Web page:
Britain faced its biggest rail strike in 30 years that crippled the transport network in June.
Crunch talks are at a deadlock between the company and the unions.
In the wake of the latest deal, the Rail, Maritime and Transport Workers union (RMT) said it equates to a real-terms pay cut over the next two years.
They also said the offer would see a cut to a third of frontline maintenance roles and half of scheduled maintenance work.
RMT general secretary Mick Lynch said on Tuesday the new offer was dependent on productivity and modernisation clauses.
He said: “It amounts to a real-terms pay cut for members over the next two years and would cut a third of all frontline maintenance roles and half of all scheduled maintenance work.
“There is also a wholescale expectation of unsocial hours and lower pay across the board. Network Rail has offered high level managers a huge hike in salary in return for very modest flexibility compared to what you and your colleagues have been offered.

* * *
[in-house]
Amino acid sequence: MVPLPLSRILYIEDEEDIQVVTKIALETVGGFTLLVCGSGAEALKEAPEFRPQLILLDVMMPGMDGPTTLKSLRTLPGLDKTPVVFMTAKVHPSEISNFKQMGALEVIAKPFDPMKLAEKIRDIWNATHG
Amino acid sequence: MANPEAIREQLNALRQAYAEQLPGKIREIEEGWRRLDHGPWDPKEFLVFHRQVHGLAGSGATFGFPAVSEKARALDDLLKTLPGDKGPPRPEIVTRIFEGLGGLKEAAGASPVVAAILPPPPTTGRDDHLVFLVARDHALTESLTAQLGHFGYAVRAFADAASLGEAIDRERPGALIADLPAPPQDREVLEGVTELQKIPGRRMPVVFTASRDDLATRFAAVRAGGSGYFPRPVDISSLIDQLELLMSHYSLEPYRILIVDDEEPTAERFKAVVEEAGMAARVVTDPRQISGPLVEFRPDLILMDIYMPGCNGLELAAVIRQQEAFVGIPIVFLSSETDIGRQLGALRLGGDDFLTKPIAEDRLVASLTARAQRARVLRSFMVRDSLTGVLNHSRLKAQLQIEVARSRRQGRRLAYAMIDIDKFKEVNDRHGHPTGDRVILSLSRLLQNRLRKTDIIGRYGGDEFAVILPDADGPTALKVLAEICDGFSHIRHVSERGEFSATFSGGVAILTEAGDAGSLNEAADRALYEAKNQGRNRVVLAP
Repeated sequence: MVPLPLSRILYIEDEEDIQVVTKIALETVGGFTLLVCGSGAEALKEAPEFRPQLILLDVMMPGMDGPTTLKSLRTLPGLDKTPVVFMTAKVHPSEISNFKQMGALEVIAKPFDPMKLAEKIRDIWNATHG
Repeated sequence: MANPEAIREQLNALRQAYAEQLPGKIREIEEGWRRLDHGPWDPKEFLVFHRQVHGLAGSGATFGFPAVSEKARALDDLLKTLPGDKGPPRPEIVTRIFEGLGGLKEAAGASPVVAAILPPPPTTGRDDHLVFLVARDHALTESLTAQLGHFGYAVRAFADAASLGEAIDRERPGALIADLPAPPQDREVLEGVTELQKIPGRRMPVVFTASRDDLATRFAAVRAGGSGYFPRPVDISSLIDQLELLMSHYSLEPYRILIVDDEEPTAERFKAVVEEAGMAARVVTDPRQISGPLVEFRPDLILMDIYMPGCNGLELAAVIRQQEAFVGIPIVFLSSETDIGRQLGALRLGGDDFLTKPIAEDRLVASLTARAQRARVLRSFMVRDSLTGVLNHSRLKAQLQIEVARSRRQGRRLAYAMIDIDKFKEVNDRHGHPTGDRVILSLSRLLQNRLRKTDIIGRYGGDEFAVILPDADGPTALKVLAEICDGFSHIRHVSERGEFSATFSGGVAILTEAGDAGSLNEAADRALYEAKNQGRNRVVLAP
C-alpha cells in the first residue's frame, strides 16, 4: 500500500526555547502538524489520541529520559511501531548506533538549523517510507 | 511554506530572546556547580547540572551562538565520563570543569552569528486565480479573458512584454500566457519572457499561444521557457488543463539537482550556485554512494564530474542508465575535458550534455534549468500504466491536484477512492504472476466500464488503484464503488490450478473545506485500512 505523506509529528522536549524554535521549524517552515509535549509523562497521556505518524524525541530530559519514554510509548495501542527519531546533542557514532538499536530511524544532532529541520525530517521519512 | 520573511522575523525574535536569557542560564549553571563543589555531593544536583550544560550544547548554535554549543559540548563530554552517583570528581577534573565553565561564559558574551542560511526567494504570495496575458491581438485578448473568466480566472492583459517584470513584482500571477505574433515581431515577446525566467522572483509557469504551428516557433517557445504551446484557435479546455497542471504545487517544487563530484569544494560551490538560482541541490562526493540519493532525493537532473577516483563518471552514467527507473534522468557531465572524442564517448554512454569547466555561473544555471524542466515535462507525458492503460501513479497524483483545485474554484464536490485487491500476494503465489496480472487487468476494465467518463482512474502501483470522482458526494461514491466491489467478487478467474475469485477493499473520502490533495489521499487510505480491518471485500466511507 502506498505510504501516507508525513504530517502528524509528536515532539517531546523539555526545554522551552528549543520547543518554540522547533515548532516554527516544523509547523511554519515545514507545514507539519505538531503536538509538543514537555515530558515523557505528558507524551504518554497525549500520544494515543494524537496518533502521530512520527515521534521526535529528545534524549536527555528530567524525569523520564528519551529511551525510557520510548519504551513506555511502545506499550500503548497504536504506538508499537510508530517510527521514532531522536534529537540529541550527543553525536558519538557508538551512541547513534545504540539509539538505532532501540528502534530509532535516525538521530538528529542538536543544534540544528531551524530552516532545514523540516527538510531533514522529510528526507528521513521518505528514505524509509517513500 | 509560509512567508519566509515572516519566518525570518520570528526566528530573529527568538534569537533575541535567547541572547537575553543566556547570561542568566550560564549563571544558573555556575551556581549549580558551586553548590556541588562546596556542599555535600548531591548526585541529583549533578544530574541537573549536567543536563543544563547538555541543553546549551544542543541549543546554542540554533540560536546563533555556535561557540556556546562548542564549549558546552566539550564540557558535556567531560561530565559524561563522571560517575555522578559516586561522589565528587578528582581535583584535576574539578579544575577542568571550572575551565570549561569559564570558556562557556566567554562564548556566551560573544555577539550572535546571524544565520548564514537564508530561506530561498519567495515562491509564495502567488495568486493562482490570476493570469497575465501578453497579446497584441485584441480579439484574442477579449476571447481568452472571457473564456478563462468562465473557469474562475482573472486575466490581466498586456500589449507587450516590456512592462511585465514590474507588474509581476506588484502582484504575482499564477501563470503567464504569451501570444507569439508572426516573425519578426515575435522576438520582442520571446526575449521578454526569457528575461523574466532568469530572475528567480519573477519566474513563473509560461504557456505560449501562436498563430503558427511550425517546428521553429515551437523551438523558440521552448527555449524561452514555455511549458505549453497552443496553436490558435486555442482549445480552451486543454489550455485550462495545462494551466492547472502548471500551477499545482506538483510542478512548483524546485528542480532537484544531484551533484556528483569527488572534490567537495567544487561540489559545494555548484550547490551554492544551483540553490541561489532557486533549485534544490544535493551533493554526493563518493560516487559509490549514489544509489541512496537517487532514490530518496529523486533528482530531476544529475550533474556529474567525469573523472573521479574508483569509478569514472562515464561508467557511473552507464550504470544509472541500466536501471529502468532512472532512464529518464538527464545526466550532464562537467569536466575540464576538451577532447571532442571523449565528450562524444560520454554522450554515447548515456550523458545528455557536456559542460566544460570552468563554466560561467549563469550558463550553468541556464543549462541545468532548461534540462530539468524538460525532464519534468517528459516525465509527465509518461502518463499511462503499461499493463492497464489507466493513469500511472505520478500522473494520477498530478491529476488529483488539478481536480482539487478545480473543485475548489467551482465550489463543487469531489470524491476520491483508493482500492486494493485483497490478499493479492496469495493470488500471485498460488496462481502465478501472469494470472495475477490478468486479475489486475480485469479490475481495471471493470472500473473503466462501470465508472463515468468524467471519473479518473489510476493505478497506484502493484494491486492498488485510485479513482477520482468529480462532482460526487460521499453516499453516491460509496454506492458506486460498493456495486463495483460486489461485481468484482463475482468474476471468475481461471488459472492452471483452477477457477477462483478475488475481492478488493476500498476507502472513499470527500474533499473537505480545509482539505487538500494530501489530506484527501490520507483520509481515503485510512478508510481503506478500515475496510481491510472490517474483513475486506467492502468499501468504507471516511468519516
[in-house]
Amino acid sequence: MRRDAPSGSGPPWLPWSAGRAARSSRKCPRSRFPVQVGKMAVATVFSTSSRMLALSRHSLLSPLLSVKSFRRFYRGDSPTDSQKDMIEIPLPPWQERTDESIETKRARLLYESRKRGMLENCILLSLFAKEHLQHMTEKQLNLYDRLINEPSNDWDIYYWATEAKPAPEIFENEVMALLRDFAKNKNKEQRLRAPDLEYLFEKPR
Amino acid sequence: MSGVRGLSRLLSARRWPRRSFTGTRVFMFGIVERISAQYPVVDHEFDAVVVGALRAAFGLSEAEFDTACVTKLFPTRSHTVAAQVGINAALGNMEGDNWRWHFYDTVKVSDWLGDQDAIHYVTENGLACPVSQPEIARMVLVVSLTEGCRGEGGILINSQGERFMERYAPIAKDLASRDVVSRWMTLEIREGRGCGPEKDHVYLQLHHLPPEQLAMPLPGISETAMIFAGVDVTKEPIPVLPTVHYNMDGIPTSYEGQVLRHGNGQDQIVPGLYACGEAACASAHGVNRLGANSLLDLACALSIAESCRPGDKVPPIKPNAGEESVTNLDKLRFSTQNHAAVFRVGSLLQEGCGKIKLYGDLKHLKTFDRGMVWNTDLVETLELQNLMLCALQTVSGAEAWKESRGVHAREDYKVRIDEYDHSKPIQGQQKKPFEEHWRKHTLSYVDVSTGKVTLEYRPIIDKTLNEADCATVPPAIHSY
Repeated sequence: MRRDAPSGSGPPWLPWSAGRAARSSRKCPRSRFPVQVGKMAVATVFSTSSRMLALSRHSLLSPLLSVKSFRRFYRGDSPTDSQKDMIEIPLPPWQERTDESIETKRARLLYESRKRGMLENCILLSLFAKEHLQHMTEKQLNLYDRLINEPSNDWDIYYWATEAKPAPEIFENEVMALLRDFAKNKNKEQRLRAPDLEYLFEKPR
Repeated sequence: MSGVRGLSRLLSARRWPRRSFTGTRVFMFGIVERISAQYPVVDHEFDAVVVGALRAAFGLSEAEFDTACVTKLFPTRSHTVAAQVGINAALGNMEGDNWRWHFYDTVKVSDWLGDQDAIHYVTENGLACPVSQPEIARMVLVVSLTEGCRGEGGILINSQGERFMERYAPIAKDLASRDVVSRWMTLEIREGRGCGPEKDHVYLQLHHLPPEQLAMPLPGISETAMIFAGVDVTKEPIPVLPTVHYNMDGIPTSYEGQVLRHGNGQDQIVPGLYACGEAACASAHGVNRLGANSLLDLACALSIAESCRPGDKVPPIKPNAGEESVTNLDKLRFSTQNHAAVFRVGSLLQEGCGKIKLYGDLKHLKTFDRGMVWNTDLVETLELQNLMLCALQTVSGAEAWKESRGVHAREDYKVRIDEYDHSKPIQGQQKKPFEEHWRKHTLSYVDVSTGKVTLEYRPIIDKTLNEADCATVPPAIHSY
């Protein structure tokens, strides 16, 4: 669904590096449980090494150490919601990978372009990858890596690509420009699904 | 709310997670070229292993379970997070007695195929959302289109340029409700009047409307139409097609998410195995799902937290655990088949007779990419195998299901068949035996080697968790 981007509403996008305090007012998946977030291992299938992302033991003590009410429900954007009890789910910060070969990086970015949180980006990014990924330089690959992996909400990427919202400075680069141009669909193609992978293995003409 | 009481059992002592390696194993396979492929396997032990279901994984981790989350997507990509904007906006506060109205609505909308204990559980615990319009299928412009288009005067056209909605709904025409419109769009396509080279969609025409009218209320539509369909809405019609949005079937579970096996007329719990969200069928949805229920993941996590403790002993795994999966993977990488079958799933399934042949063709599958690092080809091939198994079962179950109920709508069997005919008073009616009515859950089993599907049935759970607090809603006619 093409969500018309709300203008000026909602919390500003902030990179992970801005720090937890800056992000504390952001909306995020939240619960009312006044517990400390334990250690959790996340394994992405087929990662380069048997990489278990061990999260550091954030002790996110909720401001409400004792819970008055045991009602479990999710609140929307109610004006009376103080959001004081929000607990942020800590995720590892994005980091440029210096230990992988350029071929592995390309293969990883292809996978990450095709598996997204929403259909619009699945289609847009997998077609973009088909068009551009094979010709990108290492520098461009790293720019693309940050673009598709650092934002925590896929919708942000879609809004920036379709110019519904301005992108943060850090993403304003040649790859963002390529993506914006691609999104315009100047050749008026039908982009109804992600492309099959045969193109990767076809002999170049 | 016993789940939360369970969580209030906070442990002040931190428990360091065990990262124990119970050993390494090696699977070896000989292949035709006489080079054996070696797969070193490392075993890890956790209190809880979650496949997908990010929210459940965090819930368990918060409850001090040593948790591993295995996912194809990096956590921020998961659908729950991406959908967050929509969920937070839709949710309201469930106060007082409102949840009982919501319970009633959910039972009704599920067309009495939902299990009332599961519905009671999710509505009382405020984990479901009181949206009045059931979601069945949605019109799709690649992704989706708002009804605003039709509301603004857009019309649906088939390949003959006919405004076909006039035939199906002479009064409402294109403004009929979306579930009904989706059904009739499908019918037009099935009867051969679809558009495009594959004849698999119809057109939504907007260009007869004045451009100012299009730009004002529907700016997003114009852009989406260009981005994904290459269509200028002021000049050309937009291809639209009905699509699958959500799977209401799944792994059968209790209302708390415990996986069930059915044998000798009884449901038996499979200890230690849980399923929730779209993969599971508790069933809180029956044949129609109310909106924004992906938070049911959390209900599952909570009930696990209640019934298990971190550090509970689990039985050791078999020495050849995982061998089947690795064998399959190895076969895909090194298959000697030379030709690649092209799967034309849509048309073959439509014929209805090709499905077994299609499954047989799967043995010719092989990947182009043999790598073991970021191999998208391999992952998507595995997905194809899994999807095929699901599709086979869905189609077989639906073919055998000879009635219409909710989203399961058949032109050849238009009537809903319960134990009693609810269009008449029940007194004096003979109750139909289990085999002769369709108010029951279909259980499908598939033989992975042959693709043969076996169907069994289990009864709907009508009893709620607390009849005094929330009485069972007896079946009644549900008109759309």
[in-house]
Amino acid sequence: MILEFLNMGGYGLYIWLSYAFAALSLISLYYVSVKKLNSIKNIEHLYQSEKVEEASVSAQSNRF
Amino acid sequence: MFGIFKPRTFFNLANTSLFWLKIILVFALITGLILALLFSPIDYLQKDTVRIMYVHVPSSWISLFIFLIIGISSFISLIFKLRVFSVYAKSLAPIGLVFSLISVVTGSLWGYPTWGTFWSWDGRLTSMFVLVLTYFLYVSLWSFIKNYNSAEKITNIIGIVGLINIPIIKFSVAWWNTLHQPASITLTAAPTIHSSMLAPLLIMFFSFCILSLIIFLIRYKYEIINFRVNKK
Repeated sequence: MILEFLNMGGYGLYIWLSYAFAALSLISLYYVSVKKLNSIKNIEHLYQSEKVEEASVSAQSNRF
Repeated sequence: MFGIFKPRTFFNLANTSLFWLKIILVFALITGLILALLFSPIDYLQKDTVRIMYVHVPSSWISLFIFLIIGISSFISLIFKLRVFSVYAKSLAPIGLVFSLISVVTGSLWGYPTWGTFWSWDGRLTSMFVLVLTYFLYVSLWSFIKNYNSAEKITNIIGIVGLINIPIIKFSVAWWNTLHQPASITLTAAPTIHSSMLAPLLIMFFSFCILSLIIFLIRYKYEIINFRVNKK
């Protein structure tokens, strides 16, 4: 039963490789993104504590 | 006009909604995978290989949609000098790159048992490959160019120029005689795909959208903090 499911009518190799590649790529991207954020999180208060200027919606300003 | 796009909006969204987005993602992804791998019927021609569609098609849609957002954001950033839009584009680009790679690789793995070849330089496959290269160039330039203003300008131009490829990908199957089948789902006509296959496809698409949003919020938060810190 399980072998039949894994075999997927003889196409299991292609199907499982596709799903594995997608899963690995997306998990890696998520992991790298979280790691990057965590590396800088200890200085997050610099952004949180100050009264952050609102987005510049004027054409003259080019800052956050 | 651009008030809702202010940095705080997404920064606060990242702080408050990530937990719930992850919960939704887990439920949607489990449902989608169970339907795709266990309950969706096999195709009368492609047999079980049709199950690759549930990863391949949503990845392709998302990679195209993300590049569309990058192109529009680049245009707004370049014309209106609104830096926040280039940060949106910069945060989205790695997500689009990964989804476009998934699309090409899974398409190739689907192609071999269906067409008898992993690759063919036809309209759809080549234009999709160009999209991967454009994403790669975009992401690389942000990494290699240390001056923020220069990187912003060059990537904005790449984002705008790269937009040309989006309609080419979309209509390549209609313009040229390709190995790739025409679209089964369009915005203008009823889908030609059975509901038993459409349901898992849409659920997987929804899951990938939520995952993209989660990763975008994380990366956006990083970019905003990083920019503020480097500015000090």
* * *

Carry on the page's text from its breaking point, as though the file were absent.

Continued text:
“All companies involved in this dispute need to understand that key railway workers have lost thousands of pounds in earnings due to a pay freeze in recent years – and rightly, you refuse to be short-changed again.
“Settlements reached with London Underground and recently Merseyrail are also well in excess of what you have been offered here.
“We will not hesitate to call further strike action and co-ordinate this with other trade unions if the industry continues to fob us off with unacceptable offers.”
Talks between the RMT and train operators were taking place on Tuesday evening.
The RMT Executive Committee will meet on Wednesday to discuss its next move.